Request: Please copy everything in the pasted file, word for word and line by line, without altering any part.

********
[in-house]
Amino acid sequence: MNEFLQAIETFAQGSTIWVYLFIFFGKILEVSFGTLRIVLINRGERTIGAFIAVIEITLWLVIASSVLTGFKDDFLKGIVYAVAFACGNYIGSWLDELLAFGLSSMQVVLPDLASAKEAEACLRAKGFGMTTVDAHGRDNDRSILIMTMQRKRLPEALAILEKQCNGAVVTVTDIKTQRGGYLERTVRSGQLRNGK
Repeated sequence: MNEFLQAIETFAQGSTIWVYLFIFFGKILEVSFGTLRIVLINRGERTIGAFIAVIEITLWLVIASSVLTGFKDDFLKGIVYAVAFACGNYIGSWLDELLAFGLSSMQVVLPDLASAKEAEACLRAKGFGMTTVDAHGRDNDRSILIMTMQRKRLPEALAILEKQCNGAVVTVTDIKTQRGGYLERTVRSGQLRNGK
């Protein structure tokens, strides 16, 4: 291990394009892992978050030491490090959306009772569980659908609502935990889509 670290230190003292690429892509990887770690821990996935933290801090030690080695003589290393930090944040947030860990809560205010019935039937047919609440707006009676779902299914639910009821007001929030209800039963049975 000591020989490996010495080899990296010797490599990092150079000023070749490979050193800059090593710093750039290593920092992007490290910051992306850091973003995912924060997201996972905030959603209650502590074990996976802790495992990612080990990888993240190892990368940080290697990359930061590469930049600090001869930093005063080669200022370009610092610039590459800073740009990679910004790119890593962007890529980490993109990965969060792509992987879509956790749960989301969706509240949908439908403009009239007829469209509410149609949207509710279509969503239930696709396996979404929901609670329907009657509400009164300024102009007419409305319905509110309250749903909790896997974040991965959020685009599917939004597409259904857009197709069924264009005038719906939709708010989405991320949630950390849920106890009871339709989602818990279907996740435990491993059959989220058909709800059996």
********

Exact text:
[in-house]
Amino acid sequence: MNEFLQAIETFAQGSTIWVYLFIFFGKILEVSFGTLRIVLINRGERTIGAFIAVIEITLWLVIASSVLTGFKDDFLKGIVYAVAFACGNYIGSWLDELLAFGLSSMQVVLPDLASAKEAEACLRAKGFGMTTVDAHGRDNDRSILIMTMQRKRLPEALAILEKQCNGAVVTVTDIKTQRGGYLERTVRSGQLRNGK
Repeated sequence: MNEFLQAIETFAQGSTIWVYLFIFFGKILEVSFGTLRIVLINRGERTIGAFIAVIEITLWLVIASSVLTGFKDDFLKGIVYAVAFACGNYIGSWLDELLAFGLSSMQVVLPDLASAKEAEACLRAKGFGMTTVDAHGRDNDRSILIMTMQRKRLPEALAILEKQCNGAVVTVTDIKTQRGGYLERTVRSGQLRNGK
């Protein structure tokens, strides 16, 4: 291990394009892992978050030491490090959306009772569980659908609502935990889509 670290230190003292690429892509990887770690821990996935933290801090030690080695003589290393930090944040947030860990809560205010019935039937047919609440707006009676779902299914639910009821007001929030209800039963049975 000591020989490996010495080899990296010797490599990092150079000023070749490979050193800059090593710093750039290593920092992007490290910051992306850091973003995912924060997201996972905030959603209650502590074990996976802790495992990612080990990888993240190892990368940080290697990359930061590469930049600090001869930093005063080669200022370009610092610039590459800073740009990679910004790119890593962007890529980490993109990965969060792509992987879509956790749960989301969706509240949908439908403009009239007829469209509410149609949207509710279509969503239930696709396996979404929901609670329907009657509400009164300024102009007419409305319905509110309250749903909790896997974040991965959020685009599917939004597409259904857009197709069924264009005038719906939709708010989405991320949630950390849920106890009871339709989602818990279907996740435990491993059959989220058909709800059996």